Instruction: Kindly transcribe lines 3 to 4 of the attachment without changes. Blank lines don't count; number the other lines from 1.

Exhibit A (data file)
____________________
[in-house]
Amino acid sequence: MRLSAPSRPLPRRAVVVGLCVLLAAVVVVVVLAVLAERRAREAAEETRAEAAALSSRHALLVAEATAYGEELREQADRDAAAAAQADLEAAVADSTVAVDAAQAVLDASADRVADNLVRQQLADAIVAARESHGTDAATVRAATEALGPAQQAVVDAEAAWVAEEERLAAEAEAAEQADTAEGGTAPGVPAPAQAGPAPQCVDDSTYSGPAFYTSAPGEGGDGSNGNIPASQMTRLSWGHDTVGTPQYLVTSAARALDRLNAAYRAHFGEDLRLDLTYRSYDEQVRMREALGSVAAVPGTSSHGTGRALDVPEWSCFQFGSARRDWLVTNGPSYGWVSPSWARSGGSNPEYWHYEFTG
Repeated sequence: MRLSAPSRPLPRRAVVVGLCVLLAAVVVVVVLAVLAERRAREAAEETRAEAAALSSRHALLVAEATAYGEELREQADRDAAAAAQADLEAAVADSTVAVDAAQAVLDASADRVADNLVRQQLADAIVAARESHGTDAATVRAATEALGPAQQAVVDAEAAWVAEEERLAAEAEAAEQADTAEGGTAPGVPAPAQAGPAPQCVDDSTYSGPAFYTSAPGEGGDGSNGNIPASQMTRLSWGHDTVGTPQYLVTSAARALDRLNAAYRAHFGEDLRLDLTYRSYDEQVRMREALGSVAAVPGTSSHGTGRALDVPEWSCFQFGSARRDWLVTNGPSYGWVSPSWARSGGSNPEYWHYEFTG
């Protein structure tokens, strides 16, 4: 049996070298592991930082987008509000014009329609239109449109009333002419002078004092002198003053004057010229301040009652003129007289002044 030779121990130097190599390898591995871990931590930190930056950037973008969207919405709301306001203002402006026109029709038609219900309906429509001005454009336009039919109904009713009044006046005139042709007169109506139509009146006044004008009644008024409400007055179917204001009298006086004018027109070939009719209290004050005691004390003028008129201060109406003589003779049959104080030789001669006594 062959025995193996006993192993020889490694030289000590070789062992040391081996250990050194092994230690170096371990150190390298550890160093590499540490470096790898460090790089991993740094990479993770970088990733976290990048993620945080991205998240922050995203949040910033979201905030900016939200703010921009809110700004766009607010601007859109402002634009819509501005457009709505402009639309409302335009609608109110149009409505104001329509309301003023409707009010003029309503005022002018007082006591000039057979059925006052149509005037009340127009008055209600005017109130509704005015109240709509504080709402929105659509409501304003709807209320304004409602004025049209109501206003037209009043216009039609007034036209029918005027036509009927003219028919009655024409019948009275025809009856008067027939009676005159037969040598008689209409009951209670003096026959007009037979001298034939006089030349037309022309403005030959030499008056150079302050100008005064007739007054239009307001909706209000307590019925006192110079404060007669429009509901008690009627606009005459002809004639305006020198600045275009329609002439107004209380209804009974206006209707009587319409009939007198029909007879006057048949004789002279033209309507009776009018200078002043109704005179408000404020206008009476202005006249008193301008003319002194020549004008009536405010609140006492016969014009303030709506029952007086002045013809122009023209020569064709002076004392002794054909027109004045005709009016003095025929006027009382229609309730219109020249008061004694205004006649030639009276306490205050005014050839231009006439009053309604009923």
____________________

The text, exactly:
Repeated sequence: MRLSAPSRPLPRRAVVVGLCVLLAAVVVVVVLAVLAERRAREAAEETRAEAAALSSRHALLVAEATAYGEELREQADRDAAAAAQADLEAAVADSTVAVDAAQAVLDASADRVADNLVRQQLADAIVAARESHGTDAATVRAATEALGPAQQAVVDAEAAWVAEEERLAAEAEAAEQADTAEGGTAPGVPAPAQAGPAPQCVDDSTYSGPAFYTSAPGEGGDGSNGNIPASQMTRLSWGHDTVGTPQYLVTSAARALDRLNAAYRAHFGEDLRLDLTYRSYDEQVRMREALGSVAAVPGTSSHGTGRALDVPEWSCFQFGSARRDWLVTNGPSYGWVSPSWARSGGSNPEYWHYEFTG
């Protein structure tokens, strides 16, 4: 049996070298592991930082987008509000014009329609239109449109009333002419002078004092002198003053004057010229301040009652003129007289002044 030779121990130097190599390898591995871990931590930190930056950037973008969207919405709301306001203002402006026109029709038609219900309906429509001005454009336009039919109904009713009044006046005139042709007169109506139509009146006044004008009644008024409400007055179917204001009298006086004018027109070939009719209290004050005691004390003028008129201060109406003589003779049959104080030789001669006594 062959025995193996006993192993020889490694030289000590070789062992040391081996250990050194092994230690170096371990150190390298550890160093590499540490470096790898460090790089991993740094990479993770970088990733976290990048993620945080991205998240922050995203949040910033979201905030900016939200703010921009809110700004766009607010601007859109402002634009819509501005457009709505402009639309409302335009609608109110149009409505104001329509309301003023409707009010003029309503005022002018007082006591000039057979059925006052149509005037009340127009008055209600005017109130509704005015109240709509504080709402929105659509409501304003709807209320304004409602004025049209109501206003037209009043216009039609007034036209029918005027036509009927003219028919009655024409019948009275025809009856008067027939009676005159037969040598008689209409009951209670003096026959007009037979001298034939006089030349037309022309403005030959030499008056150079302050100008005064007739007054239009307001909706209000307590019925006192110079404060007669429009509901008690009627606009005459002809004639305006020198600045275009329609002439107004209380209804009974206006209707009587319409009939007198029909007879006057048949004789002279033209309507009776009018200078002043109704005179408000404020206008009476202005006249008193301008003319002194020549004008009536405010609140006492016969014009303030709506029952007086002045013809122009023209020569064709002076004392002794054909027109004045005709009016003095025929006027009382229609309730219109020249008061004694205004006649030639009276306490205050005014050839231009006439009053309604009923």